At 1:45, Monica and I went for our beginners class. Our teacher, a nice kid from Pennsylvania, was skillful and taught us the concepts of toe turns, heel turns, toe sides, heel sides and the falling leaf. I say "concept" because I don't think I really got it. Well, okay I'll be honest, I really didn't get it. What happened next illustrates just how much I didn't get it.

By the time we'd finished our late lunch of cooked-to-death burgers, onion rings and improvised cafe mochas, it was almost 5PM. Our more experienced boarder buddies John and Mitch suggested we come along to take on the green slope. Blissfully delusional as usual, I wholeheartedly agreed. I had absolutely no concept of how long or high this slope was, by the way. Our friend Gi said it would take us about 30 minutes to get up and go down, which would be perfect cos he had to get back to the city soon. It didn't occur to me that he was estimating based on the time it would take for people who actually knew what they were doing.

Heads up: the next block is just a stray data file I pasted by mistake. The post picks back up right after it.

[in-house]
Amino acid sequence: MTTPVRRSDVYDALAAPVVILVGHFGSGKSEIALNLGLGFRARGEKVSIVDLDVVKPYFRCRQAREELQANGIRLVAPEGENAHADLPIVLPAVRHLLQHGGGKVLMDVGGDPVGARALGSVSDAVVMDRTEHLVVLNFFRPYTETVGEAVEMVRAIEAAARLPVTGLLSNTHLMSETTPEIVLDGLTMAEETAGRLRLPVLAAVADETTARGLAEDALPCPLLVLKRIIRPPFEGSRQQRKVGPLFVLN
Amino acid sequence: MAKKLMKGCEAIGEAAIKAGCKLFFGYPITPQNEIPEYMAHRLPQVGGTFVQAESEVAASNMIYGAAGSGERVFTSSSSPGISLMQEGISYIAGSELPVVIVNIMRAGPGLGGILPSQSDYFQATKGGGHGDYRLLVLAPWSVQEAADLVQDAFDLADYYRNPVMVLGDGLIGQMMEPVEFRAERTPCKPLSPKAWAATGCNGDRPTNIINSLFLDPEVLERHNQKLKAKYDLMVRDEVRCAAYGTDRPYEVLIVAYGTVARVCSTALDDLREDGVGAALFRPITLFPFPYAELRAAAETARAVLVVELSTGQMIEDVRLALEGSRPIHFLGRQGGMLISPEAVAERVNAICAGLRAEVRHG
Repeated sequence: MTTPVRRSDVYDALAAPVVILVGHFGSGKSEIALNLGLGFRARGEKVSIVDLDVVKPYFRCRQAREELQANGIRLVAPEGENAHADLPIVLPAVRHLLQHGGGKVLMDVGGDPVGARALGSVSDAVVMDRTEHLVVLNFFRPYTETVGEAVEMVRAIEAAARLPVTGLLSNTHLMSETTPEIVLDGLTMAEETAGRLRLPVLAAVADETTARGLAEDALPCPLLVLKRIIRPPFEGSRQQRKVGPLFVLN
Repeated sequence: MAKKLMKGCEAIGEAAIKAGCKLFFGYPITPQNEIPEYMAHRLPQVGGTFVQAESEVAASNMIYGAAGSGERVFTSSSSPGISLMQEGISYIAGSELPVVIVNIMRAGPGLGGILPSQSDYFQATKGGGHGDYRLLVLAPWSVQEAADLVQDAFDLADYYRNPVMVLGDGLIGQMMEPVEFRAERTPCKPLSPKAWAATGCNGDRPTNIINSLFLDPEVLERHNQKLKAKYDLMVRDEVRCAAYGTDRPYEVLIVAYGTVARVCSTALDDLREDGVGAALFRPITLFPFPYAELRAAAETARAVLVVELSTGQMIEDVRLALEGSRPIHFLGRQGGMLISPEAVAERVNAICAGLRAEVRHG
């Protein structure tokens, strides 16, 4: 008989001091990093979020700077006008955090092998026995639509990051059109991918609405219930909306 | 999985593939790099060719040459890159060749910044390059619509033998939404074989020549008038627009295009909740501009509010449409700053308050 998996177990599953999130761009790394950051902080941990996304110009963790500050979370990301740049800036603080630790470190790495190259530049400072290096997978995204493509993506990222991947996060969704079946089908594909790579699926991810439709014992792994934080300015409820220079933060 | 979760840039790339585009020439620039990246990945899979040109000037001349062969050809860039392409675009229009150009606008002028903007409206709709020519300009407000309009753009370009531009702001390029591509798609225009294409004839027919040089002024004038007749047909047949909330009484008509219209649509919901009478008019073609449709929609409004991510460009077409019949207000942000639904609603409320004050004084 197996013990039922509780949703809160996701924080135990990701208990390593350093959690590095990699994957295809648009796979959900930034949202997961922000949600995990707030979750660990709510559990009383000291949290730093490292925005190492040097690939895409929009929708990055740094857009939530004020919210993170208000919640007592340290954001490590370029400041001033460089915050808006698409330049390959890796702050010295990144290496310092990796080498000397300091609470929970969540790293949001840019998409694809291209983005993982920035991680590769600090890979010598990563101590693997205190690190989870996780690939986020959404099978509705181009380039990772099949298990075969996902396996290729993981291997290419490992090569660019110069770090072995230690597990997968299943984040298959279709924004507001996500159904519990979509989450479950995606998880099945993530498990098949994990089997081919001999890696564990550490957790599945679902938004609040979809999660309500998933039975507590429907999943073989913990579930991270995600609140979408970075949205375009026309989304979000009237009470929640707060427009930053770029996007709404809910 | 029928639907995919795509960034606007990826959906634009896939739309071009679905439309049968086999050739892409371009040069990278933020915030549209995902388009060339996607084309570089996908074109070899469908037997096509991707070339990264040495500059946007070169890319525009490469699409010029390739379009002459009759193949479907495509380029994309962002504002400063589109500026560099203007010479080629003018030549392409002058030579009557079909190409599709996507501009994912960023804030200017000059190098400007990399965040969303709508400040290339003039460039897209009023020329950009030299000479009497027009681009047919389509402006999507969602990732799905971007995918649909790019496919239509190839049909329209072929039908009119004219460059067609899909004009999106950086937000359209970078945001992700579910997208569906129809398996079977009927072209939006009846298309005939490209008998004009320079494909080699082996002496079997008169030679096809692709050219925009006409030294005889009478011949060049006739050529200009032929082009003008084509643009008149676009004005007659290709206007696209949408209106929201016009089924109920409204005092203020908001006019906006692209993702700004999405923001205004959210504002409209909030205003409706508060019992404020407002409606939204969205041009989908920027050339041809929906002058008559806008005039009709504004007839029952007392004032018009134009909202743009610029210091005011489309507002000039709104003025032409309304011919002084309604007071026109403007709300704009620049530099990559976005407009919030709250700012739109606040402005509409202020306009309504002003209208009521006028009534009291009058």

Things started unraveling for me as soon as we stepped out of the lodge. First of all, my rented board disappeared. We spent about 10 minutes looking for it before going to the rental area to ask if someone had taken it by mistake and returned it. "Do you just want a new board? Don't even worry about it; it happens all the time," said the sweet girl at the counter. She gave me a new board and off we went to the ski lift, me feeling a tad unsettled already. As we strapped on our boards and skated to the line, John starts to explain the technique for getting off the lift. Crap. There's a technique? It only hits me then that ski lifts don't stop to load and unload people like, say, a ferris wheel. (Please don't think I'm a moron; I just grew up in a country where the only seasons are "dry" and "wet.")

So we get on the lift, which keeps climbing ... and climbing ... and climbing. We get to the top, dismount, and end up in a giggling heap because of course Monica and I don't know what we're doing. We get up and skate our way to the start of the green slope. I look down and realize, holy crap, this is quite a ways down. And then we get up and go.